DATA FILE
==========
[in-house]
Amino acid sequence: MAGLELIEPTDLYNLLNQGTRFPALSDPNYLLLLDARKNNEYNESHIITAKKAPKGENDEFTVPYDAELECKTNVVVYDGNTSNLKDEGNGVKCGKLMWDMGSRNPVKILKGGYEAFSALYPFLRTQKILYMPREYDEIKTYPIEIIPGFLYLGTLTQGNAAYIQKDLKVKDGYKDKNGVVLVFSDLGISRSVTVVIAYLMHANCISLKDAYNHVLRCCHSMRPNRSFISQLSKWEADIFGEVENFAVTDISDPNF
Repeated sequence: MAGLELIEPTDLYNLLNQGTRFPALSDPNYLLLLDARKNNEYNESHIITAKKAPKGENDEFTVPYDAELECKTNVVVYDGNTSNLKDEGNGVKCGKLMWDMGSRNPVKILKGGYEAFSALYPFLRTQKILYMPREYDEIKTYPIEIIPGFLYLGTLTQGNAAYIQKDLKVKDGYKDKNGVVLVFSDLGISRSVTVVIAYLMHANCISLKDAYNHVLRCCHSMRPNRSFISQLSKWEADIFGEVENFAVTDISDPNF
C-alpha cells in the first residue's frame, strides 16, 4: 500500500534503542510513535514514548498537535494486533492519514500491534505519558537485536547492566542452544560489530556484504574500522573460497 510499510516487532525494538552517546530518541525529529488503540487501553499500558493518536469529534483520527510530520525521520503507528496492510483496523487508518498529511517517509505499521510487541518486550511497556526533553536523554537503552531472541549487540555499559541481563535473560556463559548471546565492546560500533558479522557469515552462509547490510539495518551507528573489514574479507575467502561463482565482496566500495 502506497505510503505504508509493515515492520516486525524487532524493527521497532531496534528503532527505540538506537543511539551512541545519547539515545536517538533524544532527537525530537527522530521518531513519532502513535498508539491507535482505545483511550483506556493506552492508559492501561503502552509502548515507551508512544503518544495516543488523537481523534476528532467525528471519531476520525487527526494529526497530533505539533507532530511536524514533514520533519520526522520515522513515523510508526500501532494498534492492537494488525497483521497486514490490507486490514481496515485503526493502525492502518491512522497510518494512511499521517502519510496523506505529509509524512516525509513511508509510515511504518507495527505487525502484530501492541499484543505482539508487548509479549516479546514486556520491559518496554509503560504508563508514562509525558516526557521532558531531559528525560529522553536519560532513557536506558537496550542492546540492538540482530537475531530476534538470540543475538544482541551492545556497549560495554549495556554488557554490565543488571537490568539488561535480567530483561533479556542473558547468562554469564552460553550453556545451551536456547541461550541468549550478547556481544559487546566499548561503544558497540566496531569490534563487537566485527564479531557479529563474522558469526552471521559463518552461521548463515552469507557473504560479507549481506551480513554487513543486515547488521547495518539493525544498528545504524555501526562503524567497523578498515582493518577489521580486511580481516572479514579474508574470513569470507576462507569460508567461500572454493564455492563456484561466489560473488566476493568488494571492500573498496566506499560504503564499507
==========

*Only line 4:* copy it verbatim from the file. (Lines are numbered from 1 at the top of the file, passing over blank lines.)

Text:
C-alpha cells in the first residue's frame, strides 16, 4: 500500500534503542510513535514514548498537535494486533492519514500491534505519558537485536547492566542452544560489530556484504574500522573460497 510499510516487532525494538552517546530518541525529529488503540487501553499500558493518536469529534483520527510530520525521520503507528496492510483496523487508518498529511517517509505499521510487541518486550511497556526533553536523554537503552531472541549487540555499559541481563535473560556463559548471546565492546560500533558479522557469515552462509547490510539495518551507528573489514574479507575467502561463482565482496566500495 502506497505510503505504508509493515515492520516486525524487532524493527521497532531496534528503532527505540538506537543511539551512541545519547539515545536517538533524544532527537525530537527522530521518531513519532502513535498508539491507535482505545483511550483506556493506552492508559492501561503502552509502548515507551508512544503518544495516543488523537481523534476528532467525528471519531476520525487527526494529526497530533505539533507532530511536524514533514520533519520526522520515522513515523510508526500501532494498534492492537494488525497483521497486514490490507486490514481496515485503526493502525492502518491512522497510518494512511499521517502519510496523506505529509509524512516525509513511508509510515511504518507495527505487525502484530501492541499484543505482539508487548509479549516479546514486556520491559518496554509503560504508563508514562509525558516526557521532558531531559528525560529522553536519560532513557536506558537496550542492546540492538540482530537475531530476534538470540543475538544482541551492545556497549560495554549495556554488557554490565543488571537490568539488561535480567530483561533479556542473558547468562554469564552460553550453556545451551536456547541461550541468549550478547556481544559487546566499548561503544558497540566496531569490534563487537566485527564479531557479529563474522558469526552471521559463518552461521548463515552469507557473504560479507549481506551480513554487513543486515547488521547495518539493525544498528545504524555501526562503524567497523578498515582493518577489521580486511580481516572479514579474508574470513569470507576462507569460508567461500572454493564455492563456484561466489560473488566476493568488494571492500573498496566506499560504503564499507